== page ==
It’s A Wonderful Life of Advice
First published 23 December 2015 • Updated 25 July 2017
On Christmas Eve in the town of Bradford Fells, a young financial adviser named George Daley stands alone on the bridge, gazing down into the icy waters below… unaware that he is being watched.
George Daley turned with a start to see a stranger beside him on the bridge.
‘Jeez, you gave me a fright! Who are you?’
‘My name is Clarence. I’m a friend.’
‘How do you know my name?’
‘That’s not important. George, you shouldn’t be alone out here on a night like this.’
George stared down into the river.
‘Don’t see why not. I’m a financial adviser. No-one thinks of a financial adviser at Christmas.’
‘Oh, but that’s not true!’ Clarence beamed at him. ‘Everyone out there is thinking of you, George. Even if they don’t know it.’
George frowned. ‘How so?’
‘Well, take the Goldings,’ said Clarence. ‘They’re able to enjoy this Christmas in their own home for the first time, because you arranged their mortgage.’
‘It was a big deal. If you hadn’t found them that deal, they could never have managed the repayments and they’d still be renting today. And what about the Winton family?’
‘What about them?’ George sniffed.
‘They didn’t think they could afford to start a family yet, but you set up a financial plan for them and arranged their investments, and now they have two little ones looking forward to Santa visiting tonight!’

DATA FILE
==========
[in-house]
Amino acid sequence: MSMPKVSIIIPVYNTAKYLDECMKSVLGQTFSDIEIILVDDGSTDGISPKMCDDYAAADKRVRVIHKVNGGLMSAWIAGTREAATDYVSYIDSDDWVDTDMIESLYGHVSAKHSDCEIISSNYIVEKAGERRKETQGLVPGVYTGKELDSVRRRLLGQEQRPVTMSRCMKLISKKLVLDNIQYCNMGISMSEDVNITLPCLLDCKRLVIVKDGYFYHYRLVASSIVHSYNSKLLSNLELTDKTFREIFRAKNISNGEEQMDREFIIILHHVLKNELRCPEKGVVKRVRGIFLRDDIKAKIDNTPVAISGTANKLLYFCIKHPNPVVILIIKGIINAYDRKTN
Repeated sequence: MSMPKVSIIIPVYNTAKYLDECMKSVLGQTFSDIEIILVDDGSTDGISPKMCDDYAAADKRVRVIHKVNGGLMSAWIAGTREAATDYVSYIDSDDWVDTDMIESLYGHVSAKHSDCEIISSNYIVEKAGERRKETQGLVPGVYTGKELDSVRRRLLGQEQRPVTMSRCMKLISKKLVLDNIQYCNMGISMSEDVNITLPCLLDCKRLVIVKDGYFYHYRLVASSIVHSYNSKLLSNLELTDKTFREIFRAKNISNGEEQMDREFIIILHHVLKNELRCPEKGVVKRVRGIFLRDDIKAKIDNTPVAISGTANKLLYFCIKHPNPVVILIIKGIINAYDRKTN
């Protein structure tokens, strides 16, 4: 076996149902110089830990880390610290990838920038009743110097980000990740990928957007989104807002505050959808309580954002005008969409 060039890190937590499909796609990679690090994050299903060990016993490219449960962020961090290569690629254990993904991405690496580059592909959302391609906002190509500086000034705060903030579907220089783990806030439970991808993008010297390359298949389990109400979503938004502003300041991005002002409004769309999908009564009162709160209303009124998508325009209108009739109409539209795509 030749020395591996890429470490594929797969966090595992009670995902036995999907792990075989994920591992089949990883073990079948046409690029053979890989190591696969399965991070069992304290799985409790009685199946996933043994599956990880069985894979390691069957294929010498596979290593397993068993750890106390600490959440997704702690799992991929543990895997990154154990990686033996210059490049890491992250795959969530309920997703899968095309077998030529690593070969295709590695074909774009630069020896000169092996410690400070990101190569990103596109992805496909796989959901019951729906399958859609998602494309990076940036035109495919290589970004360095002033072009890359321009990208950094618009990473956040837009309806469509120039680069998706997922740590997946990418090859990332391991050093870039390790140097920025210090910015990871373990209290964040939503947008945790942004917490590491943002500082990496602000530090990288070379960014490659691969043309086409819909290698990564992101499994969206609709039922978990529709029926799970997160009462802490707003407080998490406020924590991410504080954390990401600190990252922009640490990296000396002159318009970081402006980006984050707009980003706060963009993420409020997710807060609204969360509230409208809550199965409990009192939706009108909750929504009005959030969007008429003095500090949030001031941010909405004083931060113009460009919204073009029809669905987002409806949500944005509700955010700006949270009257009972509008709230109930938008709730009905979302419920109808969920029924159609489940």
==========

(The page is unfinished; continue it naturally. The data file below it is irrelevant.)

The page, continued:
George nodded reluctantly.
‘And how could you forget old Mr and Mrs Peters?’ asked the mysterious Clarence. ‘Mr Peters who retired last year and was so worried about how to take his pension. You explained all the new rules to him and now he’s confident his money will last him and his wife to the end of their days. I could go on and on. Why, half this town is enjoying a better Christmas this year thanks to you!’
At last George stepped back from the edge of the bridge.
‘You’re right, Clarence! People do think of financial advisers at Christmas! Jiminy crickets, that’s exactly what we’re here for!’
‘Quite right.’ Clarence took him firmly by the arm. ‘So don’t you go thinking of jumping off any bridges.’
‘Actually I was just up here to get a phone signal,’ George confessed. ‘But, uh, Clarence – how did you know my name?’
‘Oh, that’s easy. I looked you up on unbiased.co.uk. Have a merry Christmas, George.’
‘Same to you, Clarence. Merry Christmas, Bradford Fells!’
And a very happy Christmas to all our readers.